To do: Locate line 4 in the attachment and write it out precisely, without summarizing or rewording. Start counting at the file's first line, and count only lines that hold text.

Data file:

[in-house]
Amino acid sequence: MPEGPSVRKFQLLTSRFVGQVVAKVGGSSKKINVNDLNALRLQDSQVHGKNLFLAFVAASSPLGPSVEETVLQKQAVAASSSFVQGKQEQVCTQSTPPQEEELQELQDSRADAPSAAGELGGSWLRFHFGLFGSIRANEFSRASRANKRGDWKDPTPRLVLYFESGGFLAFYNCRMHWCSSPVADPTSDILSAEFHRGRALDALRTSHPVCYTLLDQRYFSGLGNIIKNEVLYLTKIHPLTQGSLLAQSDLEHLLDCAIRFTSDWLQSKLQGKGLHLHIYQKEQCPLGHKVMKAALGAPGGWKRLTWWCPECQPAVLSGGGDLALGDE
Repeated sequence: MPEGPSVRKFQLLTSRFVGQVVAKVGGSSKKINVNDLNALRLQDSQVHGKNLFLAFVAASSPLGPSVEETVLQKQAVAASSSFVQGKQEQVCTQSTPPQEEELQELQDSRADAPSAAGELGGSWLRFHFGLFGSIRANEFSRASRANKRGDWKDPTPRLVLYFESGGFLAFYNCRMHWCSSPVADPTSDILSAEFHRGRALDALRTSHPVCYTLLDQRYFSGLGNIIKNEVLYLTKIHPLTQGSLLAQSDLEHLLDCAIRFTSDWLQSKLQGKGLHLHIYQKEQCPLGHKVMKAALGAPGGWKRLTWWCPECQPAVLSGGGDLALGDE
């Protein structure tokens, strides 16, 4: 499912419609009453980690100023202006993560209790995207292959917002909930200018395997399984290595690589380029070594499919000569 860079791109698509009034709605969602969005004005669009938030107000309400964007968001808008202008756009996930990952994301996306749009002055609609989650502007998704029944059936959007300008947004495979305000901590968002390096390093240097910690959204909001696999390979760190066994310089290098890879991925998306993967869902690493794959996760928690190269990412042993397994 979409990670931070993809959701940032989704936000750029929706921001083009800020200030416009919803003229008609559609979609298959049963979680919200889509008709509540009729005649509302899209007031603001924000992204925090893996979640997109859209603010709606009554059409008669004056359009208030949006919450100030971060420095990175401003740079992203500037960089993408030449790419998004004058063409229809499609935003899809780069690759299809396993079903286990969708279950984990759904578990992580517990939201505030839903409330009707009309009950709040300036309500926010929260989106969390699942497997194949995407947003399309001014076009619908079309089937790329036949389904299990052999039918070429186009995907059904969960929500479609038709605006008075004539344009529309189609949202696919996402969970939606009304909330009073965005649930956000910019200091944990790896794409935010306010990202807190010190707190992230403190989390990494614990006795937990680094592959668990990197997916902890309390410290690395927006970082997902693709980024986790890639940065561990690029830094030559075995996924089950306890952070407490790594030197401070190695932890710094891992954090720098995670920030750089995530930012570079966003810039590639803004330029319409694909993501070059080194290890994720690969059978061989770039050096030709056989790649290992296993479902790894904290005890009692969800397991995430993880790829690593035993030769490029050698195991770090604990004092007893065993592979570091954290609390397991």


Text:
């Protein structure tokens, strides 16, 4: 499912419609009453980690100023202006993560209790995207292959917002909930200018395997399984290595690589380029070594499919000569 860079791109698509009034709605969602969005004005669009938030107000309400964007968001808008202008756009996930990952994301996306749009002055609609989650502007998704029944059936959007300008947004495979305000901590968002390096390093240097910690959204909001696999390979760190066994310089290098890879991925998306993967869902690493794959996760928690190269990412042993397994 979409990670931070993809959701940032989704936000750029929706921001083009800020200030416009919803003229008609559609979609298959049963979680919200889509008709509540009729005649509302899209007031603001924000992204925090893996979640997109859209603010709606009554059409008669004056359009208030949006919450100030971060420095990175401003740079992203500037960089993408030449790419998004004058063409229809499609935003899809780069690759299809396993079903286990969708279950984990759904578990992580517990939201505030839903409330009707009309009950709040300036309500926010929260989106969390699942497997194949995407947003399309001014076009619908079309089937790329036949389904299990052999039918070429186009995907059904969960929500479609038709605006008075004539344009529309189609949202696919996402969970939606009304909330009073965005649930956000910019200091944990790896794409935010306010990202807190010190707190992230403190989390990494614990006795937990680094592959668990990197997916902890309390410290690395927006970082997902693709980024986790890639940065561990690029830094030559075995996924089950306890952070407490790594030197401070190695932890710094891992954090720098995670920030750089995530930012570079966003810039590639803004330029319409694909993501070059080194290890994720690969059978061989770039050096030709056989790649290992296993479902790894904290005890009692969800397991995430993880790829690593035993030769490029050698195991770090604990004092007893065993592979570091954290609390397991």